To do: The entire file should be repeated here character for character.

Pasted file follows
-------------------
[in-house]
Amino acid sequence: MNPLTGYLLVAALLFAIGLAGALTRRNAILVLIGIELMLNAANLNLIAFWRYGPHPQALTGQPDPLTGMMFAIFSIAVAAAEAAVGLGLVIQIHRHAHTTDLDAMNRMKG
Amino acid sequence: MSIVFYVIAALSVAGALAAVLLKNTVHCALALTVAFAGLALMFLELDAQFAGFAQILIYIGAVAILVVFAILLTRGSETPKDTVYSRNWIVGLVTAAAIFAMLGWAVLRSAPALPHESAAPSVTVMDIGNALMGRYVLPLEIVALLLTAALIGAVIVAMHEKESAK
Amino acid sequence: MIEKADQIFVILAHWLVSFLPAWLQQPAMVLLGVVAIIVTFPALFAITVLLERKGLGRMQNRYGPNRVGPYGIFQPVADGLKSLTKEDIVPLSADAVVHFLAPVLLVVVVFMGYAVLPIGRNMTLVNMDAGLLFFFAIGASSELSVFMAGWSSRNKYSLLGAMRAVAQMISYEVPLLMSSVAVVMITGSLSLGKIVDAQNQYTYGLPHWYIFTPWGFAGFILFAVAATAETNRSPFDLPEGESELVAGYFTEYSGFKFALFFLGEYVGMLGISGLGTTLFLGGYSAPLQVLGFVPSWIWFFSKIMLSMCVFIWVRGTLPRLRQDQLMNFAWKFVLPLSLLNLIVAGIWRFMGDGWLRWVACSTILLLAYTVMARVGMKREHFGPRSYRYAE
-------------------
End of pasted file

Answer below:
[in-house]
Amino acid sequence: MNPLTGYLLVAALLFAIGLAGALTRRNAILVLIGIELMLNAANLNLIAFWRYGPHPQALTGQPDPLTGMMFAIFSIAVAAAEAAVGLGLVIQIHRHAHTTDLDAMNRMKG
Amino acid sequence: MSIVFYVIAALSVAGALAAVLLKNTVHCALALTVAFAGLALMFLELDAQFAGFAQILIYIGAVAILVVFAILLTRGSETPKDTVYSRNWIVGLVTAAAIFAMLGWAVLRSAPALPHESAAPSVTVMDIGNALMGRYVLPLEIVALLLTAALIGAVIVAMHEKESAK
Amino acid sequence: MIEKADQIFVILAHWLVSFLPAWLQQPAMVLLGVVAIIVTFPALFAITVLLERKGLGRMQNRYGPNRVGPYGIFQPVADGLKSLTKEDIVPLSADAVVHFLAPVLLVVVVFMGYAVLPIGRNMTLVNMDAGLLFFFAIGASSELSVFMAGWSSRNKYSLLGAMRAVAQMISYEVPLLMSSVAVVMITGSLSLGKIVDAQNQYTYGLPHWYIFTPWGFAGFILFAVAATAETNRSPFDLPEGESELVAGYFTEYSGFKFALFFLGEYVGMLGISGLGTTLFLGGYSAPLQVLGFVPSWIWFFSKIMLSMCVFIWVRGTLPRLRQDQLMNFAWKFVLPLSLLNLIVAGIWRFMGDGWLRWVACSTILLLAYTVMARVGMKREHFGPRSYRYAE